If you need help to pay bills and manage your money, there are a number of options. We have summarised them below, but there is more information on the Citizen’s Advice Bureau website. The website also has links to many of the the relevant forms.
Third party mandates
You can sign a third party mandate which authorises your bank or building society to accept instructions from another person you trust. You can decide what you want that person to be able to do and it may include viewing and making payments from your bank account. You should speak to your bank about setting this up.
You may decide to set up a joint account with a trusted friend of family member so that they can access and help manage your money.
Managing Benefits Payments
If you receive benefits and these are paid into a post office account, you can nominate someone to have access to your account as well.
If you want someone to help with all aspects of managing your benefits, not just collection payments, you can ask the Department of Work & Pensions to make that person your Appointee.
Lasting Power of Attorney (LPA)
A lasting power of attorney (LPA) is a legal document that lets you appoint one or more people as your ‘attorney’ to make decisions on your behalf if you become unable to do so. You must be 18 or over and have mental capacity (the ability to make your own decisions) when you make your LPA.
There are 2 types of LPA. You can choose to make one type or both:
- Health and welfare: This gives your attorney power to make decisions about your medical treatment or care. It can only be used when you’re unable to make a decision.
- Property and financial affairs: This gives your attorney power to make decisions about your money and property. It can be used as soon as it is registered with your permission.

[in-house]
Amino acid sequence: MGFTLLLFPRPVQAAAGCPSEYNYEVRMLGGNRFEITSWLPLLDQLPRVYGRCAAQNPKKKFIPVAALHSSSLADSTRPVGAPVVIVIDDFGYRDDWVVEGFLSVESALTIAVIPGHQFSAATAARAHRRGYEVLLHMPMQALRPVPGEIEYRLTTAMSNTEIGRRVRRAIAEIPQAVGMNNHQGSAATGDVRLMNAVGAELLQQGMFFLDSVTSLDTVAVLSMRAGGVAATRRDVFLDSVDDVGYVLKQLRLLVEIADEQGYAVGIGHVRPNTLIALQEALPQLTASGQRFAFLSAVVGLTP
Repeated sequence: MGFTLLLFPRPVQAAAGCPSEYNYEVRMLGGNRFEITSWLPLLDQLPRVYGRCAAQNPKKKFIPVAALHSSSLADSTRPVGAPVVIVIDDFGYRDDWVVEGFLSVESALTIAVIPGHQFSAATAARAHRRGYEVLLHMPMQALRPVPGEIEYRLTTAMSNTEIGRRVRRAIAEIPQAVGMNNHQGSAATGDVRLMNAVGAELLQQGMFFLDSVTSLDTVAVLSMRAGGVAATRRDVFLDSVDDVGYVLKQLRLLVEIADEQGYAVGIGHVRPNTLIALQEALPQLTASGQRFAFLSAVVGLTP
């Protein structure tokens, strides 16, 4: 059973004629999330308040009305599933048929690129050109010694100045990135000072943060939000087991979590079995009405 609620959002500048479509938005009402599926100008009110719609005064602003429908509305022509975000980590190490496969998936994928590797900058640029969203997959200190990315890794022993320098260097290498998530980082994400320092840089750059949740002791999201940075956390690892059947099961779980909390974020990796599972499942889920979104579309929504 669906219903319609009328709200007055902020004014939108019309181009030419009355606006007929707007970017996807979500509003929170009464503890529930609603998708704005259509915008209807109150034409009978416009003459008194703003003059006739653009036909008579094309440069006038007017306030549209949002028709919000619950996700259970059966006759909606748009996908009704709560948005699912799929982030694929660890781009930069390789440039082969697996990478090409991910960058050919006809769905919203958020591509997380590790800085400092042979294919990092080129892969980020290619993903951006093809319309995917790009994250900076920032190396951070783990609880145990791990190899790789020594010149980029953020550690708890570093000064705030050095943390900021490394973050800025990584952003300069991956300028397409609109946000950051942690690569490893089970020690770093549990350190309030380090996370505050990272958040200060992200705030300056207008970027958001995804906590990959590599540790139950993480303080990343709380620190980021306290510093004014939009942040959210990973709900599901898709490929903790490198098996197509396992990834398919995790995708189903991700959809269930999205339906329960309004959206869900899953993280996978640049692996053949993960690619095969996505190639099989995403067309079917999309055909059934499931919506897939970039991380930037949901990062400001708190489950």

Each takes several weeks to be finalised.
You can find more information here:https://www.gov.uk/power-of-attorney/overview
Ordinary (or General) Power of Attorney
This is a legal arrangement when you nominate someone to make financial decisions, and manage your finances (such as accessing your bank account, paying bills) on your behalf. It is usually short term and you can cancel it at any time. An Ordinary Power of Attorney will become invalid if you lose the ability (or mental capacity) to make decisions about your money. Ordinary Power of Attorney is straight forward to set up, but some banks may not accept the authorisation, so it is worth checking with them first.
You can buy Ordinary Power of Attorney forms or you can ask a solicitor to set one up.
Some people may lose the ability to make decisions about their money through illness or disability. This is known as losing the ‘mental capacity’ to make a decision. If they have not arranged a Lasting Power of Attorney and need help to manage their money, you (usually a family member) can make a formal application to the Court of Protection to act as their Deputy. This can take several months and the Court will need evidence that the person has lost the mental capacity to make the relevant decisions. You may want to seek further advice from a solicitor.
There are a number of organisations that can provide debt advice and some are listed below. It is very easy for debts to spiral out of control and, if you are unwell, some creditors will be willing to write debts off or to freeze interest and charges.